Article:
The Sandstone Ridge Trust is compiling a pictorial history of The Sandstone Ridge, one of Cheshire's most distinctive landscapes. Old photographs and postcards can provide a revealing snapshot into how people have interacted with their landscape.
Our featured image, shows individuals at the dramatic ruins of Beeston Castle at the beginning of the 20th century.
This early photograph shows much of the inner gatehouse to be overgrown and covered in ivy.
The 19th century saw the castle develop as a tourist attraction, facilitated by the opening of the Chester to Crewe railway in 1846. Two years previously the castle had been the setting for the first Beeston Festival; an annual two-day event, drawing thousands of people.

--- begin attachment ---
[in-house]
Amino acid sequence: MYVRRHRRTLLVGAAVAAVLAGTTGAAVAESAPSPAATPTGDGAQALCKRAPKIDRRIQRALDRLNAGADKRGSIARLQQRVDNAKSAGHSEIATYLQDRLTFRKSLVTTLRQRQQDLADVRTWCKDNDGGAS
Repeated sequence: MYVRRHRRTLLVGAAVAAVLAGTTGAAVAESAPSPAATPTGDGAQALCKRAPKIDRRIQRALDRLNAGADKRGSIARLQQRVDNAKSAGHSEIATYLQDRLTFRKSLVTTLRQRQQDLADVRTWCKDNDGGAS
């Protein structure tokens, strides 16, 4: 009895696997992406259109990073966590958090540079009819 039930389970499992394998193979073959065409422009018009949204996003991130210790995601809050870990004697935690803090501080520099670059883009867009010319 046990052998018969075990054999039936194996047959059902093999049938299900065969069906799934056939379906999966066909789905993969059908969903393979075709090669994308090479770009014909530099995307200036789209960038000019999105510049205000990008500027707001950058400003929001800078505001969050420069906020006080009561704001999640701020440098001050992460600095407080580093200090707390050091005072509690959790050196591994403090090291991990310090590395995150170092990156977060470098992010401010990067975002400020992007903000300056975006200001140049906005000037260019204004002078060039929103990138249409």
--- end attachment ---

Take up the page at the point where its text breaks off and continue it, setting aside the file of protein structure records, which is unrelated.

The current ticket office and the stone wall around the base of the crag were built in 1846. The wall also acted as a boundary for the deer and the kangaroos that were, somewhat surprisingly, kept on the site.
Beeston passed to English Heritage in 1984. The present concrete bridge leading to the inner ward was built in 1975 to improve access.
The Trust would like to hear from anyone who has old photographs and postcards of the Sandstone Ridge area — email us on firstname.lastname@example.org